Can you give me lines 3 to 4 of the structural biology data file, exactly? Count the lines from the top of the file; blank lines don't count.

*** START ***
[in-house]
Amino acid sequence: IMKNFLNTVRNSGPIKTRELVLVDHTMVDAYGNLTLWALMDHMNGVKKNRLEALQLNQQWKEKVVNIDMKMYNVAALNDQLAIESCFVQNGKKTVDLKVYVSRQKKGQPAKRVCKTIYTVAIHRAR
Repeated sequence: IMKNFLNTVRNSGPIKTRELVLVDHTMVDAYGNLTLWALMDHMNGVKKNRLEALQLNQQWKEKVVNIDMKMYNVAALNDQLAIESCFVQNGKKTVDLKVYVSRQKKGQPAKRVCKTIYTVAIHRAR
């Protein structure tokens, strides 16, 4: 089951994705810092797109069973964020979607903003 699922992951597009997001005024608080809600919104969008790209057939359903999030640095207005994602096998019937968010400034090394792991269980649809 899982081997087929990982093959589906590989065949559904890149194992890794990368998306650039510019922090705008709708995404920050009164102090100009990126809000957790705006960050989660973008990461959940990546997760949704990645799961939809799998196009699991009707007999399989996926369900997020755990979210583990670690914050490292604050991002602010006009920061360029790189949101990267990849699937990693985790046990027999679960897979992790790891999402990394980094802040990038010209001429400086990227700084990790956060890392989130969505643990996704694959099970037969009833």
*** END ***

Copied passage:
Repeated sequence: IMKNFLNTVRNSGPIKTRELVLVDHTMVDAYGNLTLWALMDHMNGVKKNRLEALQLNQQWKEKVVNIDMKMYNVAALNDQLAIESCFVQNGKKTVDLKVYVSRQKKGQPAKRVCKTIYTVAIHRAR
């Protein structure tokens, strides 16, 4: 089951994705810092797109069973964020979607903003 699922992951597009997001005024608080809600919104969008790209057939359903999030640095207005994602096998019937968010400034090394792991269980649809 899982081997087929990982093959589906590989065949559904890149194992890794990368998306650039510019922090705008709708995404920050009164102090100009990126809000957790705006960050989660973008990461959940990546997760949704990645799961939809799998196009699991009707007999399989996926369900997020755990979210583990670690914050490292604050991002602010006009920061360029790189949101990267990849699937990693985790046990027999679960897979992790790891999402990394980094802040990038010209001429400086990227700084990790956060890392989130969505643990996704694959099970037969009833």